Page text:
There are some people in this world that have trouble staying but me, I find it hard to walk away. Most times I let the moments pass that are meant to save you from yourself or even more importantly - from other people. I stay beyond the realization that I belong anywhere but where I am. I stay even when the moments of bliss that brought me to a place have all but expired. I endure pain as if it were my destiny. After years of therapy and countless nights spent running away from myself just to allow one more day of staying put, I thought that I'd changed. I stay in friendships that only weigh my wings down - not lift them up. I take rejection personal and then I work harder to be accepted. I cannot walk away from work not because I love the job but because I can't stand to let someone down that depends on me. As I sit here staring out the window I realize that for all my effort, I still have no idea how to put myself first. I want to learn but can I do that without feeling selfish? Sometimes what I really want is to walk away from myself. The self that thinks she can heal every wounded bird that lands on her front doorstep. The self that believes letting others down is a worse fate then letting herself down. The self that sits here tired and broken and wanting to move her feet in the direction of the door - but has no idea how to turn the handle once she gets there.
I always believed that if I stayed it would erase all those moments where I was the one being left behind. I was wrong. Staying doesn't rewrite history - it repeats it.
Have a great weekend.
You are lying there beside me and as I watch the gentle rise and fall of your chest, I feel only peace. The curve of your tiny nose, the dimple in your chin are all parts of me yet they belong to you. The way your eyelashes curl at the ends as they touch your cheek must be the most beautiful thing I could ever lay eyes upon. Although I've known you for over two years, there are still parts of you that seem new to me on a daily basis. So many times I am amazed that I had a role in creating you. I never believed I had the power to create something, someone, so utterly perfect. Before you, there were only brief moments where I had enough faith in myself to believe in anything worthwhile. And now you are the most worthwhile being I've ever dared to give myself to. I've faltered so many times before without regret, without conscience, and the moment you were born my conscience became the guiding light that I knew I had to follow. Every single day that I am allowed to know you, I become a better person.
Someday I'll tell you these things or maybe you will already know - but I'll tell you again anyway.
Sometimes I wonder if it's just inevitable that parents let their children down. When we're young we put our parents on pedestals to separate them from the rest of the mortals. They are our protectors, our heroes, our friends and we never think about them making mistakes because they are not like other humans - they're special.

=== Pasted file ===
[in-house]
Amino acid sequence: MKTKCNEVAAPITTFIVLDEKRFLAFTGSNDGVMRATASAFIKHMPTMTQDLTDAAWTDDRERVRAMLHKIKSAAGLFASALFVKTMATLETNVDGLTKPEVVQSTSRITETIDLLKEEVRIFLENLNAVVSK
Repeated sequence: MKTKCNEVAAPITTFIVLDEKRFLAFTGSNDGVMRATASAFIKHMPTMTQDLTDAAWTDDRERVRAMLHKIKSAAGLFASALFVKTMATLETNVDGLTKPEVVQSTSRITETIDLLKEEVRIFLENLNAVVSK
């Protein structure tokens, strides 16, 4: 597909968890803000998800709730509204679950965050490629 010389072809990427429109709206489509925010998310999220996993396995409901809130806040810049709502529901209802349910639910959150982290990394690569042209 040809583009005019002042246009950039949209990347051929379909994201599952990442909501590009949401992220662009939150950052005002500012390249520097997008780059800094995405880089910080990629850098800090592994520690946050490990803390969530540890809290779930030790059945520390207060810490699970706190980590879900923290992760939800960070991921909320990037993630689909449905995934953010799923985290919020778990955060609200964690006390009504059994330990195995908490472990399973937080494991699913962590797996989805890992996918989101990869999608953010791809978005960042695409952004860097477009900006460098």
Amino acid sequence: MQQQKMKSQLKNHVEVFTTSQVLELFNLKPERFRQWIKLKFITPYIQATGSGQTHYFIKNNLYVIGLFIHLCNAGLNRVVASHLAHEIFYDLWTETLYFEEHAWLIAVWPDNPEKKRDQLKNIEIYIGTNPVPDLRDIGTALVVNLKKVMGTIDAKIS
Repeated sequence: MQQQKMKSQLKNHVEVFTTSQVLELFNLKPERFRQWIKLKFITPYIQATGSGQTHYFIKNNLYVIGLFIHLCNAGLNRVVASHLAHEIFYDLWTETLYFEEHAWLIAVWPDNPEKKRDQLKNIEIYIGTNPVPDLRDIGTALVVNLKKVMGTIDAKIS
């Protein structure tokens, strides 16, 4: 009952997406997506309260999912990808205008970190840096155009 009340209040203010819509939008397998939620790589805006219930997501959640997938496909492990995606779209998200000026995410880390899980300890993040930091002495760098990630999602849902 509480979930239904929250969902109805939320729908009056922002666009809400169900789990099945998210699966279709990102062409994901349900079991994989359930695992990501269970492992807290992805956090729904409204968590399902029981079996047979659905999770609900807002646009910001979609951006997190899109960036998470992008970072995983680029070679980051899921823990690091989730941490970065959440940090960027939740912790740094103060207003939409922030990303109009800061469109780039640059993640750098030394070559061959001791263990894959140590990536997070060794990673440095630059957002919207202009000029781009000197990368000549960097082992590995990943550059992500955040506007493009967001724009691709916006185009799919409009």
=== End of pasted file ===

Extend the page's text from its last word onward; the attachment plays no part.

Someone told me once that childhood is what you spend the rest of your life getting over. I wish I didn't believe that but when I look around at all the broken people it's pretty hard to deny it's validity. It would seem that even the best parents somehow screw up their kid without really knowing that their doing it. I think about this a lot because as much as I want to be a good parent, to not let the demons of my past affect my own ability to parent, I know that the chances are pretty great that someday Alice will look back at her childhood and think, "my parents really screwed me up." Maybe it's how we're programmed, to remember the negative moments over the positive ones. Generally we choose doubt over faith, lies over truth, the road more traveled than the one leading somewhere off into places unknown. I don't really think my parents taught me to be that way, in fact it was just the opposite. They wanted better things for me, better chances, more choices, but somewhere down the line I faltered. I know I'm ok now but when I think about all the pain I had to go through and how long it took me to get here, I fear that somehow I'll make the very mistakes my own parents did.
I want to believe that what happens in life is not inevitable. I want to pinch myself every day to make sure I stay conscious of my actions. When we become someone else's parent life becomes less about you and more about them so the mistakes we make turn them into the victims. I never want my children to be victims of my actions. I wish I could believe that being aware was enough. Sometimes we know exactly what we're doing, who it might hurt - but we do it anyway. Sometimes we forget that we're standing on that pedestal in front of our children and it's up to us - not them, to have a damn good grip so that we don't fall off.
Ten years ago today I got my very first tattoo. It took me forever to decide what I wanted because it had to be something feminine, something subtle, something you could only see - if I let you. Ten years ago I had just left my husband and had gotten involved with a verbally and physically abuse man. I suppose that in a way, I was punishing myself for not being able to love a 'good man' the way he deserved so I sought out a man that would treat me like the loser that I felt I was. My heart was in a million pieces and I had absolutely no hope that it would ever be whole again. Hell, I wasn't even sure it was ever whole to begin with. So as I pondered what sort of 'mark' I was going to brand my body with, there really was only one option that seemed appropriate - a heart. It's a plain, simple little red heart placed near my left hip at the top of my left butt cheek. I remember feeling foolish as I laid on my stomach with my bum exposed on that cold hard parlor table. The tattoo artist had beautiful tattoos covering most of his body and here I was feeling brave for enduring one tiny 'label'. He could see that I was nervous, that I was unsure, and he touched my arm and said, "at least you aren't wearing your heart on your sleeve." I had to laugh because he didn't realize how true that was; I'd never been able to let my guard down long enough to put my heart anywhere, let alone my sleeve. So I got my little heart branded on my bum and I hid it from everyone for a very long time. I'd occasionally look at it in the mirror and it became more of a reminder that I had a heart and less of a 'statement' of my individuality.